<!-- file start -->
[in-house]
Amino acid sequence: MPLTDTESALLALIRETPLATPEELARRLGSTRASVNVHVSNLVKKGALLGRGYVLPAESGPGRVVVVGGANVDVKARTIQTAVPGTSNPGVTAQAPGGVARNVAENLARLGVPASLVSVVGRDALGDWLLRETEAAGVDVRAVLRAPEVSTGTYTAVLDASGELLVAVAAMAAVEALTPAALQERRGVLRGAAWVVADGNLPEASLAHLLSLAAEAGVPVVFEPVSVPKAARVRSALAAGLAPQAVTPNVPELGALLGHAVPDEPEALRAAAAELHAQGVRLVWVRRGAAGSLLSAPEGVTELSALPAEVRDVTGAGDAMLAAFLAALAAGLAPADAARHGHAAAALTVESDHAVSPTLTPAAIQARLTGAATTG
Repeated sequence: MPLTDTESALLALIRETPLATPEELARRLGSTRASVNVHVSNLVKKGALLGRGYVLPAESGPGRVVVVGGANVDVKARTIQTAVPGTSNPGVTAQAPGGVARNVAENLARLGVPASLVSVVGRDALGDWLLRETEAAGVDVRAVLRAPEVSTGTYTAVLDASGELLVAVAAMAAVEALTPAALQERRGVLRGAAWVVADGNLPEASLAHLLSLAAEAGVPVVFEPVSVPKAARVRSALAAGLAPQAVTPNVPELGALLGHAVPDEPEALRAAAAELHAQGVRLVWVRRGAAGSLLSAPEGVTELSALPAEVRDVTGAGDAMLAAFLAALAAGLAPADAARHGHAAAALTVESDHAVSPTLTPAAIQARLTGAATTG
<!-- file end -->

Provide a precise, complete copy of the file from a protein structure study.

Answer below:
[in-house]
Amino acid sequence: MPLTDTESALLALIRETPLATPEELARRLGSTRASVNVHVSNLVKKGALLGRGYVLPAESGPGRVVVVGGANVDVKARTIQTAVPGTSNPGVTAQAPGGVARNVAENLARLGVPASLVSVVGRDALGDWLLRETEAAGVDVRAVLRAPEVSTGTYTAVLDASGELLVAVAAMAAVEALTPAALQERRGVLRGAAWVVADGNLPEASLAHLLSLAAEAGVPVVFEPVSVPKAARVRSALAAGLAPQAVTPNVPELGALLGHAVPDEPEALRAAAAELHAQGVRLVWVRRGAAGSLLSAPEGVTELSALPAEVRDVTGAGDAMLAAFLAALAAGLAPADAARHGHAAAALTVESDHAVSPTLTPAAIQARLTGAATTG
Repeated sequence: MPLTDTESALLALIRETPLATPEELARRLGSTRASVNVHVSNLVKKGALLGRGYVLPAESGPGRVVVVGGANVDVKARTIQTAVPGTSNPGVTAQAPGGVARNVAENLARLGVPASLVSVVGRDALGDWLLRETEAAGVDVRAVLRAPEVSTGTYTAVLDASGELLVAVAAMAAVEALTPAALQERRGVLRGAAWVVADGNLPEASLAHLLSLAAEAGVPVVFEPVSVPKAARVRSALAAGLAPQAVTPNVPELGALLGHAVPDEPEALRAAAAELHAQGVRLVWVRRGAAGSLLSAPEGVTELSALPAEVRDVTGAGDAMLAAFLAALAAGLAPADAARHGHAAAALTVESDHAVSPTLTPAAIQARLTGAATTG